2003 Lafite-Rothschild, Pauillac
Robert Parker's Wine Advocate
A modern day version of the 1959 Lafite, the 2003 Lafite Rothschild was bottled in mid-May, 2005 after achieving 12.9% natural alcohol - hardly an astonishing figure given the vintage's weather conditions. A combination of 86% Cabernet Sauvignon, 9% Merlot, 3% Cabernet Franc, and 2% Petit Verdot, it represents a ripe version of the essence of Lafite-Rothschild. Dense purple-colored, with classic notes of graphite intertwined with melted licorice, creme de cassis, smoke, and flowers, it reveals extraordinary richness, opulence, power, purity, intensity, and viscosity. Whether this wine will close down or not is questionable as it is somewhat atypical given its sweetness and softness.
This is a splendid wine. Yes, it is more powerful than the usual aristocratic Lafites, but it still manages to retain a special air of great elegance and presence. The fruits are black, the tannins immensely powerful, the flavors are of black figs, dates, cocoa. At the end, there is a vibrant acidity that shows through, which promises a great life for this great wine.
This is rock and roll. So wild, with bright blackberries to blueberries, meat and spices. Full bodied, with soft and silky tannins and a long finish. Notes of grilled meat and exotic fruit on the palate, gamey like lamb. Long and velvety.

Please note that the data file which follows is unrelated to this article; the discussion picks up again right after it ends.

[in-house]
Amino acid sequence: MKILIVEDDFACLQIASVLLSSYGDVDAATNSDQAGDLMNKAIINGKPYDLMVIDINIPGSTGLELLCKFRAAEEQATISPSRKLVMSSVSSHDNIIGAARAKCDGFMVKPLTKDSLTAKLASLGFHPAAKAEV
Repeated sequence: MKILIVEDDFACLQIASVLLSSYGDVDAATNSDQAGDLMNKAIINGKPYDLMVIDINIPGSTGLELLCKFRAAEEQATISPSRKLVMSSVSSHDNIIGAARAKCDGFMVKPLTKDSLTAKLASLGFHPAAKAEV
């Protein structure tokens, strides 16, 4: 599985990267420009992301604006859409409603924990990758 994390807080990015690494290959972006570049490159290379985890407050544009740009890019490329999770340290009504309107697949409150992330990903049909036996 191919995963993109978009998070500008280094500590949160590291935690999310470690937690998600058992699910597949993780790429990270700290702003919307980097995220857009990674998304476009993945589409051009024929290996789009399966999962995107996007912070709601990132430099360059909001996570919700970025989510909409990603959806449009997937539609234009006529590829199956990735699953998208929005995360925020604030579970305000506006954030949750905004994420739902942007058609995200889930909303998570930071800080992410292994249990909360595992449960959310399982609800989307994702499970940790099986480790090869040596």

Subtle, complex aromas of berries, licorice and currants. Full-bodied, with well-integrated tannins and a long finish. Very well-integrated wine. Lovely stuff. Wonderful length and finesse. Best after 2012.
Stephen Tanzer's International Wine Cellar
Full red-ruby color. Captivating aromas of cassis, cherry, tobacco, mocha, coffee and leather, with a complicating element of dried oregano and thyme. At once silky and penetrating in the mouth, with very firm acids for the vintage giving shape and thrust to the dense flavors of currant, tobacco and iodine. Finishes with broad, dusty tannins and superb persistence... 93(+?)
Château Lafite Rothschild is one of the 5 First Growth Bordeaux, and one of the most famous and collected wines in the world . The vineyard covers 112 hectares and is well-drained and well-exposed, with soil made up of fine deep gravel, mixed with aeolian sand on a subsoil of tertiary limestone. The Estate dates back to at least the 13th century and has had an amazing and prestigious history to look back upon